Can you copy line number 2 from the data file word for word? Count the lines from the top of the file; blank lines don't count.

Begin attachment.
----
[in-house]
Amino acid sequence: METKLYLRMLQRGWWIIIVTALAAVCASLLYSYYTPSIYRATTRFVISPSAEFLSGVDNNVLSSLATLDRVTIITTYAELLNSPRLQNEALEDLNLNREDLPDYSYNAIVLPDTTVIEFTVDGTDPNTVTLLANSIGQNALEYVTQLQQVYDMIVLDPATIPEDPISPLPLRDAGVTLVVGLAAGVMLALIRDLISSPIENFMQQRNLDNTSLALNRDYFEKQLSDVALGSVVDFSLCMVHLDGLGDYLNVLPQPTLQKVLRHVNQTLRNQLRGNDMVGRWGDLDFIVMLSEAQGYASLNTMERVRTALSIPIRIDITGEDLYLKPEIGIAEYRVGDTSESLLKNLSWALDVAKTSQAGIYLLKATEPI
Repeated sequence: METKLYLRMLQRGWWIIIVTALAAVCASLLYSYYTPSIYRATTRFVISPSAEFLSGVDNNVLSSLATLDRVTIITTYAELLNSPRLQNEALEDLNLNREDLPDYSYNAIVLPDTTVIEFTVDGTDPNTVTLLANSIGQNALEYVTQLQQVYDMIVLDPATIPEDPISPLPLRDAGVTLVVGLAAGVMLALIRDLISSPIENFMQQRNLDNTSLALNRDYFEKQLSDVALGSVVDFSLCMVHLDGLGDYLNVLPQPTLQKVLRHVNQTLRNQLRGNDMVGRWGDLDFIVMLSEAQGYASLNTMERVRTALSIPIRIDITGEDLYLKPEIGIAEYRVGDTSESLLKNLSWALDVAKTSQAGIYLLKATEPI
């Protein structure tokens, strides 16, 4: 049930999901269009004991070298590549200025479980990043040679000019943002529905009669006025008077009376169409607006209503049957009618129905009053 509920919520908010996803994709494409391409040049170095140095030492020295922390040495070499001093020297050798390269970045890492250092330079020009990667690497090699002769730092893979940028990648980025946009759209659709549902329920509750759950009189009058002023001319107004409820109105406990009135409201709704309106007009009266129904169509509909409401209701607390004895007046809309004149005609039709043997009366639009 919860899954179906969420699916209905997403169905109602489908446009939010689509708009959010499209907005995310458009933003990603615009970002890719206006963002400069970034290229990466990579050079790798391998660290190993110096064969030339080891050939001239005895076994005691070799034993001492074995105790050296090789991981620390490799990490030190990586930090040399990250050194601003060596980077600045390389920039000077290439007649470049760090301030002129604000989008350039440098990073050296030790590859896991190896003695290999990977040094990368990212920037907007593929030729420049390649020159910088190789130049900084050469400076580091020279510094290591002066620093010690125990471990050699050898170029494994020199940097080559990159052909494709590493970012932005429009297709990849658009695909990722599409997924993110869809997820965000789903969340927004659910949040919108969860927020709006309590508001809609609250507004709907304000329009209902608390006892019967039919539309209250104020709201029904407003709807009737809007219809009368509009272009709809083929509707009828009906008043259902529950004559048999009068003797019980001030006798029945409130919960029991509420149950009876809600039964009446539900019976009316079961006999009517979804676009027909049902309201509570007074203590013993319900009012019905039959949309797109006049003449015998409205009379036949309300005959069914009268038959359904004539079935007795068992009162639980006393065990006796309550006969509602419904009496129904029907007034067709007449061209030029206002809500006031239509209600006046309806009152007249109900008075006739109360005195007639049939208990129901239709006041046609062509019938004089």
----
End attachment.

Amino acid sequence: METKLYLRMLQRGWWIIIVTALAAVCASLLYSYYTPSIYRATTRFVISPSAEFLSGVDNNVLSSLATLDRVTIITTYAELLNSPRLQNEALEDLNLNREDLPDYSYNAIVLPDTTVIEFTVDGTDPNTVTLLANSIGQNALEYVTQLQQVYDMIVLDPATIPEDPISPLPLRDAGVTLVVGLAAGVMLALIRDLISSPIENFMQQRNLDNTSLALNRDYFEKQLSDVALGSVVDFSLCMVHLDGLGDYLNVLPQPTLQKVLRHVNQTLRNQLRGNDMVGRWGDLDFIVMLSEAQGYASLNTMERVRTALSIPIRIDITGEDLYLKPEIGIAEYRVGDTSESLLKNLSWALDVAKTSQAGIYLLKATEPI